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  1. #51

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    I dig the spacer where the pickguard meets the side of the neck.
    Who made that pickguard?
    "Somebody get me out of this chair." - BOB WILLS
    Hammertone is a registered Hofnerologist.

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    The Jazz Guitar Chord Dictionary
     
  3. #52

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    that spacer is a nice feature -- it keeps you from having to molest the pickguard. would it be possible to get some close-up photos of that?
    -- Bob

  4. #53

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    I'm not sure who made the pickguard? Came to me as is.

    The spacer is a half of a round felt pad, the type that you use under chair legs on hard floors. The pickguard is loose enough that I can move it aside and it pretty much stays there. No stress at the lower fixing point. I put the pad there in case it gets knocked or something.

    I use the other half of the felt pad to raise the treble side of the pickup a touch. Works perfectly and seems to stay there held only by the weight of the pickup.

    I have a repro pickguard that I will probably customise at some point to accommodate the Dearmond, but this works fine and I usually remove the contraption between gigs anyway.

  5. #54

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    Rc1000 and 1100 have very very different impedances

    Like 7k and 14 k

    Anyone know why ?

    Also do they sound very different ?

  6. #55

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    Quote Originally Posted by BeBob View Post
    Good question. The ebay and Reverb sellers in the USA sell the new pickups without a control box, and you're on your own when it comes to wiring them up.
    The lack of control boxes is a problem.
    I could probably get all the wiring components needed for a DIY control box, but I have no idea where to start looking for an enclosure that would be suitable for onboard mounting. I'm thinking the other options would be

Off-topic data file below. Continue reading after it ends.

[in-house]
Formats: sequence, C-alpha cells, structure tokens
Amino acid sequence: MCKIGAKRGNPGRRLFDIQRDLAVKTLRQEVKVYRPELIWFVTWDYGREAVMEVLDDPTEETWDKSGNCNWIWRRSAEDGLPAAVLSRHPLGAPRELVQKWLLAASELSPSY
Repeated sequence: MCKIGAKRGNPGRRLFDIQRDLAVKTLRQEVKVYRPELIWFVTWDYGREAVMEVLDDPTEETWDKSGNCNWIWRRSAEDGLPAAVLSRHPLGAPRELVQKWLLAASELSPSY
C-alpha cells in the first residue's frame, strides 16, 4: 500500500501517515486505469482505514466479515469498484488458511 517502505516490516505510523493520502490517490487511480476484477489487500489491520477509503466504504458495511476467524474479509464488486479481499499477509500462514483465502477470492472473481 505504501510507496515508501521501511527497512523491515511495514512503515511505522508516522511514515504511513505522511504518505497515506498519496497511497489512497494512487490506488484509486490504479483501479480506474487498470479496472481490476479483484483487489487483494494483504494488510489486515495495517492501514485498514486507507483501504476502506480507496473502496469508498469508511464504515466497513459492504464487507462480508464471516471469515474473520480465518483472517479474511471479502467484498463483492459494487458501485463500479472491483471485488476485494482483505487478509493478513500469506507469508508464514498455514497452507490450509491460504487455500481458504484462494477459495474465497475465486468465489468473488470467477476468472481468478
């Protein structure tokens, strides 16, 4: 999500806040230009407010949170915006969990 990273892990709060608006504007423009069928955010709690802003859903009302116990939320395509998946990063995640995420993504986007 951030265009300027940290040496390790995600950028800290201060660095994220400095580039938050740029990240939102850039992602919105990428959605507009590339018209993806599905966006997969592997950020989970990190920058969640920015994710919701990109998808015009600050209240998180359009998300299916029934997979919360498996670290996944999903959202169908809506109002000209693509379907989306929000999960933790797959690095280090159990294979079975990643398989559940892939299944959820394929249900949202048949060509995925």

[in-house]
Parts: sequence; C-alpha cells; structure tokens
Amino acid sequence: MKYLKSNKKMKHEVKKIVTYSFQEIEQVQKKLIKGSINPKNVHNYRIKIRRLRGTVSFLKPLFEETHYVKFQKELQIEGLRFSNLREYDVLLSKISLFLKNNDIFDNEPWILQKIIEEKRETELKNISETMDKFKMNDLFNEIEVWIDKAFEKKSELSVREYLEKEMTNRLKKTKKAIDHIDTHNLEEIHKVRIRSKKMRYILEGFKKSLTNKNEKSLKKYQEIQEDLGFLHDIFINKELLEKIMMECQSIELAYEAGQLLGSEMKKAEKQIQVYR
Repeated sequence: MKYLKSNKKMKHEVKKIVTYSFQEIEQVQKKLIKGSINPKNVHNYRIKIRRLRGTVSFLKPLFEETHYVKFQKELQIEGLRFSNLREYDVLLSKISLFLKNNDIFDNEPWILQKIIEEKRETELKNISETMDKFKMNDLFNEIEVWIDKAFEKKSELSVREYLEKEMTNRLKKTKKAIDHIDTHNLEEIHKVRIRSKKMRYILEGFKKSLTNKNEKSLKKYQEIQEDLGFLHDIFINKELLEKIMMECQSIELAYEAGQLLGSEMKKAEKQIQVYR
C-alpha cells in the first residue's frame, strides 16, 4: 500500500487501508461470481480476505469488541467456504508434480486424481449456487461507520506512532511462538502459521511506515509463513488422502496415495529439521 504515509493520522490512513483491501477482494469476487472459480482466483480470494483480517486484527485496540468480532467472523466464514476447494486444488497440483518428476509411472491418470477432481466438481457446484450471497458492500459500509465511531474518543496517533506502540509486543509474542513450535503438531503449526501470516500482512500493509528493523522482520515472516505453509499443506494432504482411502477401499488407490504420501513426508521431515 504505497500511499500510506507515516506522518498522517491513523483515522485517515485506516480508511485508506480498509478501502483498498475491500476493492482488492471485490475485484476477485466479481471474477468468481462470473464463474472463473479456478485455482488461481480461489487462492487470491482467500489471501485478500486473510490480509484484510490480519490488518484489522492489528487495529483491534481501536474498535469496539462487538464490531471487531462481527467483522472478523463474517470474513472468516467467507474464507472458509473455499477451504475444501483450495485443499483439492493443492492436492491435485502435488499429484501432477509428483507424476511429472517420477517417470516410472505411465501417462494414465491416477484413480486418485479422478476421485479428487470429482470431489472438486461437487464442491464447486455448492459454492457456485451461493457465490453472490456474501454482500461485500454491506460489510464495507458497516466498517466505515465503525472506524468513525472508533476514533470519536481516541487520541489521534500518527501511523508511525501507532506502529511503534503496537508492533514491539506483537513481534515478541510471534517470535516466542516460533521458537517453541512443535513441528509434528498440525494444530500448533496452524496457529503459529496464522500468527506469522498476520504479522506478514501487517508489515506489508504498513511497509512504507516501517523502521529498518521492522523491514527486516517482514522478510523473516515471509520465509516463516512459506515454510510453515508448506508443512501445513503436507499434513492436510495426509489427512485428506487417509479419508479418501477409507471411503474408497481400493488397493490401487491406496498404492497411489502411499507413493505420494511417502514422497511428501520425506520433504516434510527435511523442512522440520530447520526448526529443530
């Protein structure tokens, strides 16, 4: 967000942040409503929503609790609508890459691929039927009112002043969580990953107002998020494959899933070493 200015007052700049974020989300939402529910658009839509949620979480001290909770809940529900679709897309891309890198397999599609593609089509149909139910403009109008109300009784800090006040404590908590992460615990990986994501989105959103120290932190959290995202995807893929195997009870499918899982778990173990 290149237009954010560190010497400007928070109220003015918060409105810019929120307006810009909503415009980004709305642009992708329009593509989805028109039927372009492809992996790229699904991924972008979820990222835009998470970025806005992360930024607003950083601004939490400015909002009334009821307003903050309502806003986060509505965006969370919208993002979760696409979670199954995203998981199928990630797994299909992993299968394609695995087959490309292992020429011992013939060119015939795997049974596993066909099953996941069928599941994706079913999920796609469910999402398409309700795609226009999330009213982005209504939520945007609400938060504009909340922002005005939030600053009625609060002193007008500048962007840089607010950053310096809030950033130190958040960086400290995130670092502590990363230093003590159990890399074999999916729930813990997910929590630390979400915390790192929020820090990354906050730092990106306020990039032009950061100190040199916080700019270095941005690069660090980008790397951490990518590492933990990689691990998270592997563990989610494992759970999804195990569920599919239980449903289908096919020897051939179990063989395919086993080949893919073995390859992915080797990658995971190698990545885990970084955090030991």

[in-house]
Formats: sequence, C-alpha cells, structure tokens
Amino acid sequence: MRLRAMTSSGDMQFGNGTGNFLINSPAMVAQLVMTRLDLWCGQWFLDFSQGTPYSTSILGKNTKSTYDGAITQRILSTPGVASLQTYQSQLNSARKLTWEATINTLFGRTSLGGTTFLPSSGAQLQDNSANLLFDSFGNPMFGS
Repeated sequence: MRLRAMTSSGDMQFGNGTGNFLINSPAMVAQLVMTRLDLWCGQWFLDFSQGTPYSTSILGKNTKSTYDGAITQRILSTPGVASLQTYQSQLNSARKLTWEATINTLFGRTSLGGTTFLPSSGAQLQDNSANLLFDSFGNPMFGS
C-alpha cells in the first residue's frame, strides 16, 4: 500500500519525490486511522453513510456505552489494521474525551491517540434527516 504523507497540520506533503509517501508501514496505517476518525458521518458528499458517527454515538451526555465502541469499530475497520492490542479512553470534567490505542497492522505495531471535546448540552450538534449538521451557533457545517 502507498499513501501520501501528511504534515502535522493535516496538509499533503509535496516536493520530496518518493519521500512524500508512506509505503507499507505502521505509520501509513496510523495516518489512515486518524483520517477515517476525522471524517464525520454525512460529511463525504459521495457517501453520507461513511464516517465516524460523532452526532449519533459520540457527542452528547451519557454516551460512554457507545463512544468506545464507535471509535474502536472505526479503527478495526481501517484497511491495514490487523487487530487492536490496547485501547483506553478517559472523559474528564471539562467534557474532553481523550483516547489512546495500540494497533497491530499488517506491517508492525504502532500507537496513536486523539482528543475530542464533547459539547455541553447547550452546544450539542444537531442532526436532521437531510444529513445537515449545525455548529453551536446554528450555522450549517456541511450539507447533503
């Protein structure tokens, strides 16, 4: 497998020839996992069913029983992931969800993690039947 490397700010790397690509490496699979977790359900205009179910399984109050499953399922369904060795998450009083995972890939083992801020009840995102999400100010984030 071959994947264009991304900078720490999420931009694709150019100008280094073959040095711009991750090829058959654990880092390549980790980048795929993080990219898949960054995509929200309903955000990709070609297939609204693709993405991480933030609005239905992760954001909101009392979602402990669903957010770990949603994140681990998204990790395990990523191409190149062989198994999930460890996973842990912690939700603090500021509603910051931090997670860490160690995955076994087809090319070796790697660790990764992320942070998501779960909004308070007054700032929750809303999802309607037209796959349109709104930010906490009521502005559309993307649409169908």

a) wire up the reissue with pickguard controls on a separate pickguard, for swapping out with the original if necessary.
    b) extend the reissue pickup wires to a separate outboard stompbox style control box, for remote control.

  7. #56

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    Quote Originally Posted by BeBob View Post
    It would be nice to have a schematic of what's in the original control box, so that a suitable replacement could be fabricated. So far I haven't found a schematic.
    Here's a photo of the innards of my control box, and the schematic drawn from it.
    Attached Images Attached Images DeArmond 1100 Rhythm Chief-38486731376_592629e685_z-jpg 
    Attached Images Attached Images

  8. #57

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    Quote Originally Posted by rob taft View Post
    This is the best or only schematic I have found.



    Attachment 47758


    Attachment 47759
    Rob, that photo you posted is only one photo from a 2-photo series. For the sake of completeness here's the other photo of that same specimen as provided by the same person:

    DeArmond Rhythm Chief rhythm switch schematic ?

    DeArmond 1100 Rhythm Chief-control-plate-2-jpg

    The wiring is hard to trace because the photo is not well focused and some of the pot terminals and component connections are obscured by wiring. If you pay close attention to tracing the wiring, it's evident that the notebook sketch (first image in your post) contains several errors and/or discrepancies versus the photos: 1) it uses non-standard representations for parts, which makes tracing the circuit somewhat confusing; 2) the volume pot connections are drawn with the terminals reversed/backwards; 3) the tone control cap is stated to be 0.022uF even though the photos of several different specimens show the value to be 0.047uF; 4) one of the tone control terminals is drawn as floating in the sketch when it is clearly not floating in any of the photographs. In addition, notice that the control box in these pictures has wiring that has been modified and it only contains two capacitors. Some people assert that the originals contained a 3rd capacitor, a 0.005uF treble bypass capacitor wired across the volume pot. The layout sketch accurately represents this missing capacitor.